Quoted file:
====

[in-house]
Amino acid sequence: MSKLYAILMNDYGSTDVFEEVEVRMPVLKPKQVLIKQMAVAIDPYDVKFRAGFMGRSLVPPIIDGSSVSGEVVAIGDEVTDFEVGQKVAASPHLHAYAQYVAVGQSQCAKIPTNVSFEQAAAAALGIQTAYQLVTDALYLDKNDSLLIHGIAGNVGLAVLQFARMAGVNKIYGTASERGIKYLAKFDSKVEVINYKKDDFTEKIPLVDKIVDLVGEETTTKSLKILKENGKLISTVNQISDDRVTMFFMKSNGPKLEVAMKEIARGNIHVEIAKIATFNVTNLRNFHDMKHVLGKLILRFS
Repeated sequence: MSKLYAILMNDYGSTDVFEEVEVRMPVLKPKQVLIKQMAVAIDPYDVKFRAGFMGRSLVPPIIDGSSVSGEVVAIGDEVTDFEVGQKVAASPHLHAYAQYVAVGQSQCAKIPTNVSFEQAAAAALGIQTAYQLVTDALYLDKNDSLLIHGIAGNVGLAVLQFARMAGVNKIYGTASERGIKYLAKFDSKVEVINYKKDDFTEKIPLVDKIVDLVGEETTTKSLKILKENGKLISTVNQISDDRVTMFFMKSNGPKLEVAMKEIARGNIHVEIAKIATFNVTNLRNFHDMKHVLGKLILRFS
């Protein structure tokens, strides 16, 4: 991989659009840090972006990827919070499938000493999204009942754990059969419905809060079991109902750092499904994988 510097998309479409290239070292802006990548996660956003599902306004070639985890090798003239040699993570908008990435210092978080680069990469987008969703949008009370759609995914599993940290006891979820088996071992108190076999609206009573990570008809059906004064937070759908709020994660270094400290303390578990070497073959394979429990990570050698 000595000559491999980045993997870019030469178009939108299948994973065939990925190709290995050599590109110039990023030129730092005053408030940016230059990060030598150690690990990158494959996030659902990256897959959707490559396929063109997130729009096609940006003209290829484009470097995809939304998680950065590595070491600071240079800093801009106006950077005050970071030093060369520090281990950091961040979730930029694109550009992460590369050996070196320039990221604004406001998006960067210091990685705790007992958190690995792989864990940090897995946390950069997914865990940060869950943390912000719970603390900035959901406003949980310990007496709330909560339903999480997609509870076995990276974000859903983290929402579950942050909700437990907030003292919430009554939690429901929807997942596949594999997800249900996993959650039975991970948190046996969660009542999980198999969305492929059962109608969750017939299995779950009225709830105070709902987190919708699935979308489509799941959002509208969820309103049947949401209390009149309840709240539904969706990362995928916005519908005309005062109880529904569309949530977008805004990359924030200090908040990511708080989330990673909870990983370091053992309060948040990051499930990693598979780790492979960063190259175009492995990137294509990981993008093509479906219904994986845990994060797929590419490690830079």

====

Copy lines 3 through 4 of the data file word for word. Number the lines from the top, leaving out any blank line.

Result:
Repeated sequence: MSKLYAILMNDYGSTDVFEEVEVRMPVLKPKQVLIKQMAVAIDPYDVKFRAGFMGRSLVPPIIDGSSVSGEVVAIGDEVTDFEVGQKVAASPHLHAYAQYVAVGQSQCAKIPTNVSFEQAAAAALGIQTAYQLVTDALYLDKNDSLLIHGIAGNVGLAVLQFARMAGVNKIYGTASERGIKYLAKFDSKVEVINYKKDDFTEKIPLVDKIVDLVGEETTTKSLKILKENGKLISTVNQISDDRVTMFFMKSNGPKLEVAMKEIARGNIHVEIAKIATFNVTNLRNFHDMKHVLGKLILRFS
């Protein structure tokens, strides 16, 4: 991989659009840090972006990827919070499938000493999204009942754990059969419905809060079991109902750092499904994988 510097998309479409290239070292802006990548996660956003599902306004070639985890090798003239040699993570908008990435210092978080680069990469987008969703949008009370759609995914599993940290006891979820088996071992108190076999609206009573990570008809059906004064937070759908709020994660270094400290303390578990070497073959394979429990990570050698 000595000559491999980045993997870019030469178009939108299948994973065939990925190709290995050599590109110039990023030129730092005053408030940016230059990060030598150690690990990158494959996030659902990256897959959707490559396929063109997130729009096609940006003209290829484009470097995809939304998680950065590595070491600071240079800093801009106006950077005050970071030093060369520090281990950091961040979730930029694109550009992460590369050996070196320039990221604004406001998006960067210091990685705790007992958190690995792989864990940090897995946390950069997914865990940060869950943390912000719970603390900035959901406003949980310990007496709330909560339903999480997609509870076995990276974000859903983290929402579950942050909700437990907030003292919430009554939690429901929807997942596949594999997800249900996993959650039975991970948190046996969660009542999980198999969305492929059962109608969750017939299995779950009225709830105070709902987190919708699935979308489509799941959002509208969820309103049947949401209390009149309840709240539904969706990362995928916005519908005309005062109880529904569309949530977008805004990359924030200090908040990511708080989330990673909870990983370091053992309060948040990051499930990693598979780790492979960063190259175009492995990137294509990981993008093509479906219904994986845990994060797929590419490690830079």